Walk in wisdom toward those who are outside, redeeming the time. Let your speech always be with grace, seasoned with salt, that you may know how you ought to answer each one. (Colossians 4:5–6—NKJV)

With the arrival of warm weather, driving through town with the windows rolled down has alerted me to the further degradation of our culture. Simply waiting at a red light or driving into a parking lot, you just cannot help but overhear car radios blaring out graceless drivel, if not downright blatant offensiveness, that passes for music and entertainment for so many of our fellow Americans. One driver this week was passing his time listening to an “artist” boasting in rhymes he had a “dirty mouth,” which he then attempted to justify.

Isn’t it starkly significant that Psalm 12:4 states, “Who have said, ‘With our tongue we will prevail, our lips are our own; who is lord over us?’” No authentic believer ought to be assaulting his mind willingly with such offensiveness to the indwelling Spirit of God. Instead, he ought to honor the words of Psalm 141:3–4, “Set a guard, O LORD, over my mouth; keep watch over the door of my lips. Do not incline my heart to any evil thing, to practice wicked works with men who work iniquity; and do not let me eat of their delicacies.” One thing is for sure, what goes in to the mind through the senses will alter your thinking and will also have an impact on your speech.

The contrasting purpose of the believer’s speech is to be eternity-measured and redemptively governed rather than reactive, fleeting, temporal, or flippantly entertaining. A Christian is obligated to study how to craft his speech so that it is “always with grace seasoned with salt.” In the context, Paul had just gotten through requesting prayer in his behalf so that his words might clearly declare the “mystery of Christ.” The Colossian believers, too, must “walk in wisdom to those who are outside” the family of God. This means their speech must be carefully cultivated so that it adroitly and specifically answers questions of each “outsider” with whom they have contact.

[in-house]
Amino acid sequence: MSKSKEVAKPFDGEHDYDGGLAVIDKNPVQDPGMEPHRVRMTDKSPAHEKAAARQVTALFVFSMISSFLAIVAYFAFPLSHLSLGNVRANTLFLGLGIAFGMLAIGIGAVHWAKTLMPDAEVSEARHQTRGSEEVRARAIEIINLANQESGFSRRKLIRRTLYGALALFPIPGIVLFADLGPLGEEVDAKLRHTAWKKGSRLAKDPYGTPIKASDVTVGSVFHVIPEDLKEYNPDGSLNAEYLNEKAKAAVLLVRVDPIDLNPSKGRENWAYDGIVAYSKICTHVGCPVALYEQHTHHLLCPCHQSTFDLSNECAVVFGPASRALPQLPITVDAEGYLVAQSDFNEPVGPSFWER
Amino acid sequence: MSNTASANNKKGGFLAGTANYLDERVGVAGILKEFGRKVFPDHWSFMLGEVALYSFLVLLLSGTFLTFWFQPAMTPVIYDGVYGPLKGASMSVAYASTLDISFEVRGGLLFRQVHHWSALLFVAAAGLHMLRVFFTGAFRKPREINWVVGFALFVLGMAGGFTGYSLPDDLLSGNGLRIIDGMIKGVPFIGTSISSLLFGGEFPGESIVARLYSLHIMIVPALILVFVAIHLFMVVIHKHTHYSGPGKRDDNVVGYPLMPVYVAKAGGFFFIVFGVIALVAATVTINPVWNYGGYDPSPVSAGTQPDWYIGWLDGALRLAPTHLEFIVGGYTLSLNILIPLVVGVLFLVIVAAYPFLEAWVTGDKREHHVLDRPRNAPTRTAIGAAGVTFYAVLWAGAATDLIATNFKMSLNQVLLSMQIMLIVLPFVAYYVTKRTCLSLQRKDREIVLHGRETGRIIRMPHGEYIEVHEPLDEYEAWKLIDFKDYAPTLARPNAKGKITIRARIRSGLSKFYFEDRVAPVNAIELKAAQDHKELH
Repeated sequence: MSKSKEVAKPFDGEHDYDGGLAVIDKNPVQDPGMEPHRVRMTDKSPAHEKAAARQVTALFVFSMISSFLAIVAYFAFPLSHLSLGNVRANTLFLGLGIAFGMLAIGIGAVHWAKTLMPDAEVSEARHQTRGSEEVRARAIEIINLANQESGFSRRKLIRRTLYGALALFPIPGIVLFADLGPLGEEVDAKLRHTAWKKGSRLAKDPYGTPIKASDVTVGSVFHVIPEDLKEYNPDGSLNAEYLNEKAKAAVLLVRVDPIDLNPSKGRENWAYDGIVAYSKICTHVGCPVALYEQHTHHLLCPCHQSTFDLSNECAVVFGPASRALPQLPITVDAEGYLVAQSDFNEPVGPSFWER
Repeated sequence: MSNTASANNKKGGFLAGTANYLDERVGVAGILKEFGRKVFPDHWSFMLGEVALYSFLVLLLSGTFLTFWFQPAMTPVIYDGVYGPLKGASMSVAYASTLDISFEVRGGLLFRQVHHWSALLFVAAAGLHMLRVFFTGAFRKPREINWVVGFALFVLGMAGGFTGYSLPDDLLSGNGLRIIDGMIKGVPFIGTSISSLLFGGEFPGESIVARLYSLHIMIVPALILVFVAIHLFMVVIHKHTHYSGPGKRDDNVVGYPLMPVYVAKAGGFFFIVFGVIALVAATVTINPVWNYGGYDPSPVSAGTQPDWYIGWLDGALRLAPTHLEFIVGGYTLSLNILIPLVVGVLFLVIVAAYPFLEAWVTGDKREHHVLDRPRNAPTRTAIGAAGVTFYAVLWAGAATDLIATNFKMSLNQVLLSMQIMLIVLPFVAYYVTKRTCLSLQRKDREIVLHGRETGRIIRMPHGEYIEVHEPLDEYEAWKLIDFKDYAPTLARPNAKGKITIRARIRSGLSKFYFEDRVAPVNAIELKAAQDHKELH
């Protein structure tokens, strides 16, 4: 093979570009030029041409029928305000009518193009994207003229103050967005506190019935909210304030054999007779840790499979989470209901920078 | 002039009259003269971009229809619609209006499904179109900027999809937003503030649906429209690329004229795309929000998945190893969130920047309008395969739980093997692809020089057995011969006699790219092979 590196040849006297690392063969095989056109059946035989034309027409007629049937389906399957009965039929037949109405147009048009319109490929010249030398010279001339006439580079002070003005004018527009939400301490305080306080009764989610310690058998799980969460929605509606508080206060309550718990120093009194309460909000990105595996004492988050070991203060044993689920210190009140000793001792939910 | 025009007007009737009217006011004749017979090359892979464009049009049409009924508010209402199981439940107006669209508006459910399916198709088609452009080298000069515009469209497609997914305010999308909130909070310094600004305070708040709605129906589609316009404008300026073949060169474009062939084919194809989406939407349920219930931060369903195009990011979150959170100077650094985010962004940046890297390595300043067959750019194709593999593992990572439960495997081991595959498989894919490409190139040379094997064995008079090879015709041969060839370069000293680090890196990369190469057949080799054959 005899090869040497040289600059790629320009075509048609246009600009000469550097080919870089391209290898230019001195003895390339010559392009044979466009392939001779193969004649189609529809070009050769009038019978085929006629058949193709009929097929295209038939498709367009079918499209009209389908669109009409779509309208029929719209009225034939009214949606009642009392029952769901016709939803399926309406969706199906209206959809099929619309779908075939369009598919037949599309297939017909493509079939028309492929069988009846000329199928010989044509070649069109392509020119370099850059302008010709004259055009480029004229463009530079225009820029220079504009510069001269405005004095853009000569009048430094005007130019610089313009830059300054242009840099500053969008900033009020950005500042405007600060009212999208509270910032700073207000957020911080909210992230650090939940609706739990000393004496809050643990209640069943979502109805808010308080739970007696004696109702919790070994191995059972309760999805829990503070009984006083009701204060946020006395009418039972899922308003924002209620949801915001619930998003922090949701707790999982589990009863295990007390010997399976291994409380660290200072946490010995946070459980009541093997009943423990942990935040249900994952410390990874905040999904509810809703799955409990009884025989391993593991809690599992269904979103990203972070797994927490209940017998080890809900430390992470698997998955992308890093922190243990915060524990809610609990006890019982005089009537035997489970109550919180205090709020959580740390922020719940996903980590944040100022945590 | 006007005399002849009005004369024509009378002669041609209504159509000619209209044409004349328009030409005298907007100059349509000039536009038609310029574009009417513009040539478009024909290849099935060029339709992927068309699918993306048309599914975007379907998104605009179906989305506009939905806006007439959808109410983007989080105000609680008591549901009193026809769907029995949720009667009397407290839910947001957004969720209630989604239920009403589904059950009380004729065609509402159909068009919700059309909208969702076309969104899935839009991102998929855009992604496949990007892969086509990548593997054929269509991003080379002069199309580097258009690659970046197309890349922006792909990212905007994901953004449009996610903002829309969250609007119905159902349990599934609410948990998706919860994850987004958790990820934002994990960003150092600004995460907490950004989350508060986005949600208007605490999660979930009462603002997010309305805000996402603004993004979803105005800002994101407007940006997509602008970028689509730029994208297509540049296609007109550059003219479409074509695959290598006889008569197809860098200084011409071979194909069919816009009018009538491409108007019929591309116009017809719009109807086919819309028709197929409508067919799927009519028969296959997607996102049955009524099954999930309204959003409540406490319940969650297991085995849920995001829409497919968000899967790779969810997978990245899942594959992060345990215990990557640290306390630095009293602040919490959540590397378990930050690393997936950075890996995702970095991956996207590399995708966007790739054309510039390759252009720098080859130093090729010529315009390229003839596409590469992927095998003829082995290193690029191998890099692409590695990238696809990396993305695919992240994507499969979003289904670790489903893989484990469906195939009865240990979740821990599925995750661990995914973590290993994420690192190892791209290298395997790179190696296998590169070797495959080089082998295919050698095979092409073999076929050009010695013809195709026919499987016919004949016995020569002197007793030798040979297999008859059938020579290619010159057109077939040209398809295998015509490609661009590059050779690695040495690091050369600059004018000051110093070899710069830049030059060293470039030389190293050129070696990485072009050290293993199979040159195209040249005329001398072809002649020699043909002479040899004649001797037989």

Such refined and artistically-crafted speech will be gracious and seasoned. Gracious speech is not only speech that is on a mission to direct the hearer into the grace of God, but it is also speech that is full of grace, both in its rich ministry to the heart and in its freely given words while expecting nothing in return. Such words are given as an extension of the Grace of God acting through you.

Let us not forget the seasoning! Seasoning with salt, as the text puts it, is designed to make the meat of the words pure, healthy, palatable and savory. What would otherwise be bland and dull now becomes winsome, enlivened, and memorable. With what should your speech be salted? I believe the answer is plainly God’s Word. As a matter of fact, learning to salt your conversation with Scriptural phrases and metaphors is a good idea. There are still phrases that linger in our culture that come directly from Scripture. Do not be surprised when a Scriptural figure of speech peppered into your conversation will cause someone to take note of what you have said. They may even ask where the phrase came from and you will be ready “to answer each one.”

Think of the richness of biblical phrases such as the handwriting on the wall, a sign of the times, a thorn in the flesh, a wolf in sheep’s clothing, an eye for an eye, as white as snow, as old as Methuselah, what you will sow you will also reap, ashes to ashes, for everything there is a season, by the skin of your teeth, see eye to eye, go the extra mile, all things to all men, give up the ghost, fall from grace, fight the good fight, heart’s desire, holier than thou, how are the mighty fallen, to whom much is given much is required, law unto themselves, labor of love, let there be light, twinkling of an eye, letter of the law, do unto others as you would have them do unto you, no rest for the wicked, many are called but few are chosen, O ye of little faith, pearls before swine, red sky at night shepherds delight, set your teeth on edge, soft answer turns away wrath, sweat of your brow, apple of your eye, it is better to give than to receive, good Samaritan, ends of the earth, love of money is the root of all evil, salt of the earth, straight and narrow, spirit is willing but the flesh is weak, the way of all flesh, wash your hands of the matter, my brother’s keeper, weighed in the balance and found wanting, fly in the ointment, the blind leading the blind, spare the rod and spoil the child, scapegoat, put your house in order, let your yes be yes and your no be no, and nothing new under the sun.

Learn these phrases, incorporate them into your speech, and attach this phrase before them, “As the Bible says….” You will soon be speaking with grace seasoned with salt and someone who needs it will take note! By the way, be sure to find out where these phrases came from in the Scriptures so you are ready to answer the curious! Trust and obey.